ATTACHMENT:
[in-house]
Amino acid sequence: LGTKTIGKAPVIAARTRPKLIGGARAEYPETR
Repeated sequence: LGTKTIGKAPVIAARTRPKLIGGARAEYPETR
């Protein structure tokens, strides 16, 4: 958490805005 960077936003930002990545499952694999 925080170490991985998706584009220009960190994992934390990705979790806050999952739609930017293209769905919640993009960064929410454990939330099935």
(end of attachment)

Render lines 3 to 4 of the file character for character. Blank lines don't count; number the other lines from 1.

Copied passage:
Repeated sequence: LGTKTIGKAPVIAARTRPKLIGGARAEYPETR
């Protein structure tokens, strides 16, 4: 958490805005 960077936003930002990545499952694999 925080170490991985998706584009220009960190994992934390990705979790806050999952739609930017293209769905919640993009960064929410454990939330099935």